“I wish there was a way to know you were in the good old days before you’ve actually left them.”
That’s a quote from the season finale of the Office when Andy Bernard, one of the characters, shares his reflections about his time at the company, Dunder Mifflin. For him, he shares that throughout his life he had always looked (and yearned) for his past – when he first came into the company, yearning for his alma mater and later when he went onto showbiz yearning for his time at Dunder Mifflin. Yet it seems to be only after he had left those positions before yearning for them. This quote really resonated with me over the past couple of days as I’m back home after a fun-filled, busy senior week and Commencement weekend. (Crazy how it’s been almost a week since President Jahanian had officially conferred the nearly 5600 undergraduate degrees to the Class of 2019.) While I feel I had genuinely appreciated each of my moments as a student over the past four years (different from Andy where he hadn’t really made the most of his moments), it’s still been a week of slow reflections, scrolling through all the graduation posts on Facebook and Instagram and taking a trip down memory lane. And throughout this past week there’s also been some soul searching (and job searching too) – thinking about what my future away from my CMU and Pittsburgh home would look like. Who to stay in touch with, and how that’ll work, now that I can’t necessarily just call someone up to grab a coffee at Tazza or brunch at Pamela’s (though I firmly tell myself this isn’t goodbye to Tazza or Pamela’s), or also just in general the question of how to be a real adult? I’m not going to go too deep into the reflections (though for those interested feel free to check out my personal blog – link below), but one thing I do like to close out with is that I’d like to express my true gratitude and appreciation for the friends, faculty, staff, and the Pittsburgh community for the opportunities and support over the past four years. I am firm believer that everything happens for a reason and also that one’s successes (and failures) are not a result of only one person, but of many, which is why it is of utmost importance to keep that gratitude in mind. For one person’s fortune is everyone’s fortune. And finally, as I’ve been telling myself countless times, I believe it’s not necessarily goodbye but that with fate, we may meet and cross paths again. So thanks again for the continued support and following of my posts for the past couple of years.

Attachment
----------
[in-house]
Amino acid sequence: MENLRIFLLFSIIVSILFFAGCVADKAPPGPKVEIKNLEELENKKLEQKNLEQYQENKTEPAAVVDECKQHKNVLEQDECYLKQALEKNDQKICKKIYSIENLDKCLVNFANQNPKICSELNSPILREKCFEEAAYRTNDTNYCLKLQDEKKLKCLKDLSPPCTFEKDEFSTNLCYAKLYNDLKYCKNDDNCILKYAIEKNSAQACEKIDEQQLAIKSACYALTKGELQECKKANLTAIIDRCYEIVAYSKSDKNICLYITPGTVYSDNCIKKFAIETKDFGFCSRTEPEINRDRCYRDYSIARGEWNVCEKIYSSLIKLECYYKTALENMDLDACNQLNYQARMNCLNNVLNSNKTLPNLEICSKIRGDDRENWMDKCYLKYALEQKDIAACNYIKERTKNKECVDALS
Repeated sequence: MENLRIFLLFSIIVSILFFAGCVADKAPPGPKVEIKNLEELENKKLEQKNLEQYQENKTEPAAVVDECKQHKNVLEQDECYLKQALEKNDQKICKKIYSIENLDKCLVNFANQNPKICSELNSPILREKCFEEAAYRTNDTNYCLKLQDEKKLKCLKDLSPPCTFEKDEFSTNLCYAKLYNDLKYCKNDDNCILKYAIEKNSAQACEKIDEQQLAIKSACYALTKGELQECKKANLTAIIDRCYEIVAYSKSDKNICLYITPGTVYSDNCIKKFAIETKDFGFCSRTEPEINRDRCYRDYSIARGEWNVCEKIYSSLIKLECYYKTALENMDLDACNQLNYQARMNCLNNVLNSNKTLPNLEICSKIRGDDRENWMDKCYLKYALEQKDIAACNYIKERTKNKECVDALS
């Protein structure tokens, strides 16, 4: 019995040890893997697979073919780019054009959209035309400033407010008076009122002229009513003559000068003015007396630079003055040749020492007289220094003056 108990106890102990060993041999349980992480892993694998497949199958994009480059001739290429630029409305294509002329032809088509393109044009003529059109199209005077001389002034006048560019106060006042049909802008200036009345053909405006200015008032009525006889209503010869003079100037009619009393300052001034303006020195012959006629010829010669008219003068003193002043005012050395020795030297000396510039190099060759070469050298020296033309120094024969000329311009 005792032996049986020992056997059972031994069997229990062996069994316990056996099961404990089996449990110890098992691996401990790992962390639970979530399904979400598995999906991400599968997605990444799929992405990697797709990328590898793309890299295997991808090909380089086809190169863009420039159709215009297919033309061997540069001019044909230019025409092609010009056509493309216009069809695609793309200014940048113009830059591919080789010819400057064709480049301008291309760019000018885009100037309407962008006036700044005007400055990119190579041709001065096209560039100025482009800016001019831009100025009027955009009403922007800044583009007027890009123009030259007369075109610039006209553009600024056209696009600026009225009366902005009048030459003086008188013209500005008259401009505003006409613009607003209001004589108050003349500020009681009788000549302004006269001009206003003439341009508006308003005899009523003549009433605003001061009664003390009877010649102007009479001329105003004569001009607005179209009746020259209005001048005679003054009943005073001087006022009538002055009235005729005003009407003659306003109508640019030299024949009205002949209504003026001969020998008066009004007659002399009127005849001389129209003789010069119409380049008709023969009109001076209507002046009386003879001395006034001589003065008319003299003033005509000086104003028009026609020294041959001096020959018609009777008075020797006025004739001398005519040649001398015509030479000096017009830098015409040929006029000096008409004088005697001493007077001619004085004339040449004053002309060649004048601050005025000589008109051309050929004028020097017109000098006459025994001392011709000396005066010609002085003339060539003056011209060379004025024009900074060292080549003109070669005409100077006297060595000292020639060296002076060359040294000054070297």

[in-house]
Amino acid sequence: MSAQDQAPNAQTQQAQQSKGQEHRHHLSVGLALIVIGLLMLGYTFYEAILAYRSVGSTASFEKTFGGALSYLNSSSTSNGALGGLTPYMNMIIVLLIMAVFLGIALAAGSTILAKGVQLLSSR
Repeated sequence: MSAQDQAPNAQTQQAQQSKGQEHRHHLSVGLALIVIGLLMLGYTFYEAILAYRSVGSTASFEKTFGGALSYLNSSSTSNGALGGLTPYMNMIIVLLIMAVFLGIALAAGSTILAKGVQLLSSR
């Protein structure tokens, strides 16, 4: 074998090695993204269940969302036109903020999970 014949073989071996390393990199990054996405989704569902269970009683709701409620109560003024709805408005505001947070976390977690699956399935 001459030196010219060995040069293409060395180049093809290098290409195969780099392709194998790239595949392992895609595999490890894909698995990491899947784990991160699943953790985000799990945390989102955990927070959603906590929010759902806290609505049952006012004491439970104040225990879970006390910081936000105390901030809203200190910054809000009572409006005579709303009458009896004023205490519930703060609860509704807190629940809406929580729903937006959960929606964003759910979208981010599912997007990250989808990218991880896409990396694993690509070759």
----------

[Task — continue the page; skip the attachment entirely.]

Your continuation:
Signing off as an undergrad but signing on as an alum,
#foreverTartan #plaid #cmugrad #tepperEcon #pittsburgh #lifeattepper #lifeatcmu
Graduating from both Dietrich and Tepper as an Economics major!
Feel free to read more of my reflections here, and feel free to check out the rest of my personal blog that I started a couple months ago as inspired by many things one of which my experience as Tepper blogger.
Special shoutout to Doug McIntyre in Tepper Marketing and Communications, who’s in charge of the blog, for the never-ending support. And also for helping to proofread some of the past posts too xD
Latest posts by Eric Huang | Undergraduate Economics 2019 (see all)
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